I’m going to cut straight to the point: I see my dad very differently to how I used to, now that I am a dad myself. There’s a lot of lessons in fatherhood that have made me look at how my dad went about it in a different light. As my last post on this amazing blog, it’d be cool for you to share it with the men in your life, just like you have been with the other #ManMonday posts. Consider them collectables and this is number 4.
My dad isn’t perfect
Just like I recently became a first-time dad, I realise that fatherhood was a new experience for my dad and my parents did the best that they could. Things were very different back then as well. That idea of my dad knowing everything and is good with everything goes out the window. By having a kid, your entire outlook on life changes and you have to learn on the go. And every stage is a new learning stage and each stage is difficult in its own way; having a newborn is difficult, having a toddler is difficult, and some things are better while others are worse. It’s a continuous learning curve. Because your kid is always growing up. There are always new things to consider and to worry about, to figure out. So unlike what they told us growing up: dad doesn’t know everything.
Life affected how he parented
I see my dad with Kai and how happy and excited he is about spending time with him. This is completely different to when my brother and I were growing up. And I think a lot of people see there’s a big difference between their relationship with their parents and the grandparent-grandchild relationship. Seeing your parents with your own children is a huge eye-opener to who they are as individuals and you look back and realise how they got affected by everyday life things, particularly when they have kids – a stress they no longer have because they don’t need to worry about that stuff. I don’t think it’s something we even consider growing up, we think – well, that’s just how my parents are. I have few memories of my dad being happy and really enjoying the moment. It happened later on when we were already in our late teens. But when we were young, he was away working a lot, working late or leaving early in the morning – through no fault of his own. He was doing it for us. Now I’m the one thinking about school fees, doctor’s fees, mortgage payments…
How I dad, is different from how my dad did
There’s definitely a difference in parenting styles between myself and my dad. From little things like brushing teeth to what time we went to bed. In those days, it wasn’t such a big deal to stick to a specific routine like we do now. The whole routine thing only came in at a later age, which was considered more normal for the time. Even going to school happened later. It’s interesting to see a generation’s change in approach to parenting. It’s not to say my dad was wrong about everything – just a different approach. I’m much more hands on that my dad ever was – again, different times. It’s considered more acceptable now for men to be. My parents did the whole traditional role thing so I find it hilarious that my dad can now change Kai’s poop-bomb nappy.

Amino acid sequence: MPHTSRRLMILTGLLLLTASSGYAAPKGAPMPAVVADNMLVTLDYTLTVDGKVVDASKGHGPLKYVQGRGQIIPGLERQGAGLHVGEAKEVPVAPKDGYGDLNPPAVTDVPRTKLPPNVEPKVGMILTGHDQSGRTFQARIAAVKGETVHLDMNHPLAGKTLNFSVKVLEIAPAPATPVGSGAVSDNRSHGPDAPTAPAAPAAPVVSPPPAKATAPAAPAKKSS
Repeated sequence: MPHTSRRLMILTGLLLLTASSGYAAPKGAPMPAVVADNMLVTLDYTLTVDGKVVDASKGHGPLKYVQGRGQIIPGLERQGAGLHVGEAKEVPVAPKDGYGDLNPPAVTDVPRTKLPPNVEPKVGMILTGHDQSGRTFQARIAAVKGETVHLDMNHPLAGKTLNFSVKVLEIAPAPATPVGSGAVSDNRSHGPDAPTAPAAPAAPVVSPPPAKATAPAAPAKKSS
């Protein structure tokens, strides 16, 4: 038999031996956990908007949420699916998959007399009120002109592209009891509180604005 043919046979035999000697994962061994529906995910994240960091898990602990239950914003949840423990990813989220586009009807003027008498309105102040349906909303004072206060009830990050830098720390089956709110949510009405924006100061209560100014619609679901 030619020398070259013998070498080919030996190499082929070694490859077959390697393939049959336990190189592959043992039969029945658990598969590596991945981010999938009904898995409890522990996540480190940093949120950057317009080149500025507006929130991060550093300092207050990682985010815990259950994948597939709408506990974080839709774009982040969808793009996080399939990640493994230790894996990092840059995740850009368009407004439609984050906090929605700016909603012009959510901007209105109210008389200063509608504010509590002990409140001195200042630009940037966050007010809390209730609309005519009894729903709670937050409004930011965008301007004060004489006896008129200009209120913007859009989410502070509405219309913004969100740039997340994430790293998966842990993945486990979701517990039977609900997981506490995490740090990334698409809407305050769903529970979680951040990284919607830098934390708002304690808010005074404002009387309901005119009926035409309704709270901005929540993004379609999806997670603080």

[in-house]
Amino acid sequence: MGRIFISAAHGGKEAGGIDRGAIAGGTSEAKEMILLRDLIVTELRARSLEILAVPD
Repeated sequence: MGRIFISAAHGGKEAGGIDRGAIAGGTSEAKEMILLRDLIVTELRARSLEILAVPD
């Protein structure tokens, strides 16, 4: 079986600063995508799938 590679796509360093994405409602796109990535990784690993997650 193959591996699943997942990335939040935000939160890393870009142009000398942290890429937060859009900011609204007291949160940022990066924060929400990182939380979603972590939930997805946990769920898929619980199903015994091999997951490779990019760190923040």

What I would and wouldn’t do
I don’t believe in sheltering your kids from everything, because life isn’t like that. They need to be exposed to failing and learn how to deal with it. Rewarding failure leads to a child who’s entitled and they’ll become an adult who can’t cope in the world. If you’re not used to failing, the older you get, the harder it becomes to deal with failing because the level of failure is much higher than when you’re a child. It’s much more difficult to bounce back from it. In my house, when failure happened, it happened. And you had to figure out how to make it better. Fix it. Having Kai makes me think about these things more and how are we going to approach that, knowing that he is going to fail. Sometimes a kick in the face in life is exactly what you need to grow and be better. I’m trying to understand what that balance will be as a father. And it’s something I can only figure out on the fly because it has to be based on what my kid is failing at.
There are some things I know I’ll have to pioneer in my parenting. More conversations on race is a big one. Kai is bi-racial, obviously, so his experience will be completely different to my own growing up. My parents didn’t explicitly talk to us about it. I think there’s some stuff that our parents got away with not talking to us about, which we can’t today. Sex and sexuality is another one. The world at that time was very different. Our world is so connected now, you can’t not talk about these things. Having a few street smarts is important for me to pass on to my kids.
So this is my last post. As Aisha says, womp womp. With that, I wanted to leave my contribution with a little bit of advice. Feel free to take it or leave it; have an older father as a mentor. Just like having a mentor in business, have one on your journey as a dad. Having someone you can trust help to guide you and give a different perspective will come in handy. It can be from books that you read, a religious elder, an older cousin or uncle – it doesn’t have to be your own dad. Even if it’s a woman, that’s also cool. Actually that’s great cos they often have better insights into what was lacking from their lives from their fathers. If you can get solid insights from a woman, listen. Let’s be honest, they’re often more perceptive than us men.
Hopefully, all of these awesome posts have been saved and collected into a digital book that you can share with your man or brother or friend. Like I said at the beginning of this month, we need all the help we can get.
Thanks for reading Aisha & Life fans. Peace.